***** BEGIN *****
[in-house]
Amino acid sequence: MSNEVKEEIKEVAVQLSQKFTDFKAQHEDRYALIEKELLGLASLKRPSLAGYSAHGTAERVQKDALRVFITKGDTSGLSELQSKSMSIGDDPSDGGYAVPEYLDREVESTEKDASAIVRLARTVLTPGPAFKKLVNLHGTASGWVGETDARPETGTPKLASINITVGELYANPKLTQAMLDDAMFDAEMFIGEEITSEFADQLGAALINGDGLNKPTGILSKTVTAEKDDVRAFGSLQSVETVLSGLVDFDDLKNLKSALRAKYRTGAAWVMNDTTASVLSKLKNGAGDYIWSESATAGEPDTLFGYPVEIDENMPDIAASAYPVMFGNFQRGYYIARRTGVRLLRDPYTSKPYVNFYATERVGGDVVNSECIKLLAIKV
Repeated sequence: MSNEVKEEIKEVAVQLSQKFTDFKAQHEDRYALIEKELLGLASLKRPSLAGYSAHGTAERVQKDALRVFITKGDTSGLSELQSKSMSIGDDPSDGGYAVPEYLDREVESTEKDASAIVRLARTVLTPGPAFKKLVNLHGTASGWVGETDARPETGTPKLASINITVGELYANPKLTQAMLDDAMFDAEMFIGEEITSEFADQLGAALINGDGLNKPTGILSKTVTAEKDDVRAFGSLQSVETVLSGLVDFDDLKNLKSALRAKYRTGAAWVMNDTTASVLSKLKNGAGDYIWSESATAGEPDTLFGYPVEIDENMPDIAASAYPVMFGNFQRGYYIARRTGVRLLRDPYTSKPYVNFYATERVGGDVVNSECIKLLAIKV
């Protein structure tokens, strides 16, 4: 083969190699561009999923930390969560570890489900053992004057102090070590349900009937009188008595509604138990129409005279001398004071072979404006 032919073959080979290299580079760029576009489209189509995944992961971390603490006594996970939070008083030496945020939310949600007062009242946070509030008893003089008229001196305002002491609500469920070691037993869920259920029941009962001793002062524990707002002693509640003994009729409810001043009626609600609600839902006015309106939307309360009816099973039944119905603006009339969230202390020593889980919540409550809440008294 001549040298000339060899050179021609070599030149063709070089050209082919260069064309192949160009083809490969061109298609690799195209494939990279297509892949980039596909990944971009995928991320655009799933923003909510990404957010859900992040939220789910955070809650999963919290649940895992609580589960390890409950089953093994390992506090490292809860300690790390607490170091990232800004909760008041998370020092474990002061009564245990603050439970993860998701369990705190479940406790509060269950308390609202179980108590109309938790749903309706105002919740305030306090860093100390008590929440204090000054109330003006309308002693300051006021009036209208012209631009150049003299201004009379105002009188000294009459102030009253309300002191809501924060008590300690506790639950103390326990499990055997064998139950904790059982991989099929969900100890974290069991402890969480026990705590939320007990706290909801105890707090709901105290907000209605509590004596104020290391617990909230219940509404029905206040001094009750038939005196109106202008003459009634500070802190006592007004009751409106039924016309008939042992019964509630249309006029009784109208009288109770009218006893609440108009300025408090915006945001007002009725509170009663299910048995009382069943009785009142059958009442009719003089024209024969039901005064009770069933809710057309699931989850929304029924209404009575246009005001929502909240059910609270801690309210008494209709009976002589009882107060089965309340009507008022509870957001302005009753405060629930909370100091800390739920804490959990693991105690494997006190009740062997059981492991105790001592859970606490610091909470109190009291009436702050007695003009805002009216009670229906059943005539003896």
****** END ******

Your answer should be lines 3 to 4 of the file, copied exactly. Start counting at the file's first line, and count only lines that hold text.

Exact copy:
Repeated sequence: MSNEVKEEIKEVAVQLSQKFTDFKAQHEDRYALIEKELLGLASLKRPSLAGYSAHGTAERVQKDALRVFITKGDTSGLSELQSKSMSIGDDPSDGGYAVPEYLDREVESTEKDASAIVRLARTVLTPGPAFKKLVNLHGTASGWVGETDARPETGTPKLASINITVGELYANPKLTQAMLDDAMFDAEMFIGEEITSEFADQLGAALINGDGLNKPTGILSKTVTAEKDDVRAFGSLQSVETVLSGLVDFDDLKNLKSALRAKYRTGAAWVMNDTTASVLSKLKNGAGDYIWSESATAGEPDTLFGYPVEIDENMPDIAASAYPVMFGNFQRGYYIARRTGVRLLRDPYTSKPYVNFYATERVGGDVVNSECIKLLAIKV
């Protein structure tokens, strides 16, 4: 083969190699561009999923930390969560570890489900053992004057102090070590349900009937009188008595509604138990129409005279001398004071072979404006 032919073959080979290299580079760029576009489209189509995944992961971390603490006594996970939070008083030496945020939310949600007062009242946070509030008893003089008229001196305002002491609500469920070691037993869920259920029941009962001793002062524990707002002693509640003994009729409810001043009626609600609600839902006015309106939307309360009816099973039944119905603006009339969230202390020593889980919540409550809440008294 001549040298000339060899050179021609070599030149063709070089050209082919260069064309192949160009083809490969061109298609690799195209494939990279297509892949980039596909990944971009995928991320655009799933923003909510990404957010859900992040939220789910955070809650999963919290649940895992609580589960390890409950089953093994390992506090490292809860300690790390607490170091990232800004909760008041998370020092474990002061009564245990603050439970993860998701369990705190479940406790509060269950308390609202179980108590109309938790749903309706105002919740305030306090860093100390008590929440204090000054109330003006309308002693300051006021009036209208012209631009150049003299201004009379105002009188000294009459102030009253309300002191809501924060008590300690506790639950103390326990499990055997064998139950904790059982991989099929969900100890974290069991402890969480026990705590939320007990706290909801105890707090709901105290907000209605509590004596104020290391617990909230219940509404029905206040001094009750038939005196109106202008003459009634500070802190006592007004009751409106039924016309008939042992019964509630249309006029009784109208009288109770009218006893609440108009300025408090915006945001007002009725509170009663299910048995009382069943009785009142059958009442009719003089024209024969039901005064009770069933809710057309699931989850929304029924209404009575246009005001929502909240059910609270801690309210008494209709009976002589009882107060089965309340009507008022509870957001302005009753405060629930909370100091800390739920804490959990693991105690494997006190009740062997059981492991105790001592859970606490610091909470109190009291009436702050007695003009805002009216009670229906059943005539003896």